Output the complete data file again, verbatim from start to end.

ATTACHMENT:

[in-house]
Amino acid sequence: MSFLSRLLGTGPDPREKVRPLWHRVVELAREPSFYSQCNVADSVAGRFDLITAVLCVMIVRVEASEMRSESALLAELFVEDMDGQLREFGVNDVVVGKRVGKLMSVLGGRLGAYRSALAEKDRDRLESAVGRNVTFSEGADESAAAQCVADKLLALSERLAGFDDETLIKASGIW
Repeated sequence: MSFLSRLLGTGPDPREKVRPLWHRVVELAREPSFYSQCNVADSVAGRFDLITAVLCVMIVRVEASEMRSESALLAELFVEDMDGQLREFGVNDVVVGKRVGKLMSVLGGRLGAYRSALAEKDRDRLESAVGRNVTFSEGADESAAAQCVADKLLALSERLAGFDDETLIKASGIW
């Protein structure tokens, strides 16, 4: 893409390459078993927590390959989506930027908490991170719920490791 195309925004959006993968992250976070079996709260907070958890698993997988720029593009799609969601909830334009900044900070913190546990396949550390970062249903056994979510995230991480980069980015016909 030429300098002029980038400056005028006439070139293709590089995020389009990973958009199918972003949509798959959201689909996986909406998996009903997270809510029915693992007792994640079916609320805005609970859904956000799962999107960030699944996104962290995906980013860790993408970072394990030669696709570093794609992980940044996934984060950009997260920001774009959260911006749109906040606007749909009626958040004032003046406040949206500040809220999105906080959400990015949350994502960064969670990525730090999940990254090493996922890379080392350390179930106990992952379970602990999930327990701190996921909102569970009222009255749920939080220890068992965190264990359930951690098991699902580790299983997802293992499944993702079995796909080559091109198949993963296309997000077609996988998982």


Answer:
[in-house]
Amino acid sequence: MSFLSRLLGTGPDPREKVRPLWHRVVELAREPSFYSQCNVADSVAGRFDLITAVLCVMIVRVEASEMRSESALLAELFVEDMDGQLREFGVNDVVVGKRVGKLMSVLGGRLGAYRSALAEKDRDRLESAVGRNVTFSEGADESAAAQCVADKLLALSERLAGFDDETLIKASGIW
Repeated sequence: MSFLSRLLGTGPDPREKVRPLWHRVVELAREPSFYSQCNVADSVAGRFDLITAVLCVMIVRVEASEMRSESALLAELFVEDMDGQLREFGVNDVVVGKRVGKLMSVLGGRLGAYRSALAEKDRDRLESAVGRNVTFSEGADESAAAQCVADKLLALSERLAGFDDETLIKASGIW
């Protein structure tokens, strides 16, 4: 893409390459078993927590390959989506930027908490991170719920490791 195309925004959006993968992250976070079996709260907070958890698993997988720029593009799609969601909830334009900044900070913190546990396949550390970062249903056994979510995230991480980069980015016909 030429300098002029980038400056005028006439070139293709590089995020389009990973958009199918972003949509798959959201689909996986909406998996009903997270809510029915693992007792994640079916609320805005609970859904956000799962999107960030699944996104962290995906980013860790993408970072394990030669696709570093794609992980940044996934984060950009997260920001774009959260911006749109906040606007749909009626958040004032003046406040949206500040809220999105906080959400990015949350994502960064969670990525730090999940990254090493996922890379080392350390179930106990992952379970602990999930327990701190996921909102569970009222009255749920939080220890068992965190264990359930951690098991699902580790299983997802293992499944993702079995796909080559091109198949993963296309997000077609996988998982």